Constantly moving, we walk through the life timeline as a series of smaller pathways within the broader journey. Each step is a moment, with unavoidable change defined by the permanent link to time. All matter in the universe is locked into two things: physical form and the arrow of time.
As humans, we are stuck with our body vessels and have no choice but to move forward in time. And yet, so many other choices! Breakfast food. Running in the park. Meditation. Turn signals. Petting the dog. Compassion for naughty kids. Prayer. The universe offers plenty of options in the buffet.
For the life journey, there are as many metaphors as there are paths: the long walk along the fractal-like shoreline, the short and strenuous stint up the mountain, slow meanderings through a dense forest. Narrowing down these visualization to circular paths, to travel from the outside to the inside, these journeys have at least three possibilities the maze, labyrinth and spiral.
My first and most recent labyrinth experiences were at churches. At Castleton Hill Moravian, in the courtyard near bustling Victory Boulevard in Staten Island, the paver labyrinth is next to the children’s playground and peace pole. The Grove, in contrast, chose nature as its setting with an all-grass design, tucked a bit away from the main sanctuary and busy East W.T. Harris Boulevard in Hickory Grove. I’ve encountered many labyrinths in between at yoga and retreat centers, and all have one thing in common: a single, fixed journey with lots of turns. If all of life is a big conglomerate of past events, where what’s done is done, the labyrinth asks us to acknowledge that our total life journey will be ultimately fixed, given enough future. The present, however, is indubitably affected by our choices. And, though it might not feel that way, life is generally multiple choice.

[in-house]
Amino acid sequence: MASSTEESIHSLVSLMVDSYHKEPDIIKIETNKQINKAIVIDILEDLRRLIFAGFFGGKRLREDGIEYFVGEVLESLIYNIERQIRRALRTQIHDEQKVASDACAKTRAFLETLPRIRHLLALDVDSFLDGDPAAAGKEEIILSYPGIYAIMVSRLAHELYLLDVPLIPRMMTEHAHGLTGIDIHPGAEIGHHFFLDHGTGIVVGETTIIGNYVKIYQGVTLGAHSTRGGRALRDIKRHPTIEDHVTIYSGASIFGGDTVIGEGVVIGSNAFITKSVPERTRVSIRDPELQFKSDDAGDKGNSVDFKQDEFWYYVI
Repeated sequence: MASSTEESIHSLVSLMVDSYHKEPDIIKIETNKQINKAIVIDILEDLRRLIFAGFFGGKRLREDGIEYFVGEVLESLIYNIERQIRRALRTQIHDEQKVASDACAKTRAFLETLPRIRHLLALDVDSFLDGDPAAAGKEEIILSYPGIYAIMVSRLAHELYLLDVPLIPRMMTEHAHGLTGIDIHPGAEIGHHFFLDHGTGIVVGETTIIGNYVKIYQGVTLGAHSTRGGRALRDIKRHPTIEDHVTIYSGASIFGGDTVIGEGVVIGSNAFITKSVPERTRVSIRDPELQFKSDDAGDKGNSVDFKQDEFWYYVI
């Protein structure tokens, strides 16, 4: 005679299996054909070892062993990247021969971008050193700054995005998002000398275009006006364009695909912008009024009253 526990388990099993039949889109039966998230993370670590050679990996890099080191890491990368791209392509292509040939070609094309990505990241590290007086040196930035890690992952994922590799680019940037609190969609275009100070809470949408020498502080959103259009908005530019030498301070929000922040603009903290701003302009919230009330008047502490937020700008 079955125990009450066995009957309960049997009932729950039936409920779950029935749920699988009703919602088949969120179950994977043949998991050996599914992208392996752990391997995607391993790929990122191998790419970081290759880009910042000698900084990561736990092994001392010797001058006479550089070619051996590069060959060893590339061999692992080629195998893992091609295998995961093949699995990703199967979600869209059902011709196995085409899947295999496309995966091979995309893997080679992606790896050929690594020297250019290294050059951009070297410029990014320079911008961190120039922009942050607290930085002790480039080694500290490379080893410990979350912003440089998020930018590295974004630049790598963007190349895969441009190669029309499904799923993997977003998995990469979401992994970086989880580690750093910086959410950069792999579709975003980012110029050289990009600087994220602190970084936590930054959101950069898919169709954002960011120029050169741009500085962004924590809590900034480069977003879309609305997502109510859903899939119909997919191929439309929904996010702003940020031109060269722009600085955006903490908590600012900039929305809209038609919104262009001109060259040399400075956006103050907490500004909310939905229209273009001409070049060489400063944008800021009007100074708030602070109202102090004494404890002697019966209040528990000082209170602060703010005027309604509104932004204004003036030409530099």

Think about it: all the things we feel are required. Here are a few:
I must walk the dog. No: you choose to walk the dog because it’s good for the dog, your relationship to the dog, and the carpet.
I have to finish my degree. No: you choose to finish because of your intention to be a professional in discipline X.
I have to use turn signals. No: you choose this because it’s lawful and courteous. You choose not to be a jerk.
In the words of Viktor Frankl in Man’s Search for Meaning, “What man needs is not a tensionless state but rather the striving and struggling for a worthwhile goal, a freely chosen task”. This applies as much to the mundane chores as the existential threats. In the end, all possible outcomes, like the quantum states of small things like atoms, collapse into a single timeline of things happening, one after the other. All we do is to mind each microstep.
What about the maze? Is this path a fairer reflection of life? Maybe. We know some of the turns lead to dead ends, forcing us to turn around and begin gathering geographic data. Which way will you go? The path of scuttling, lack of clarity or direction, randomly chosen right or left turns, going backwards all the time, and then having to memorize the goddamned map? The maze is a problem to solve; perhaps we’re privileged with tools like a compass and pen/paper. But is life an unknown landscape ready to be solved like a puzzle?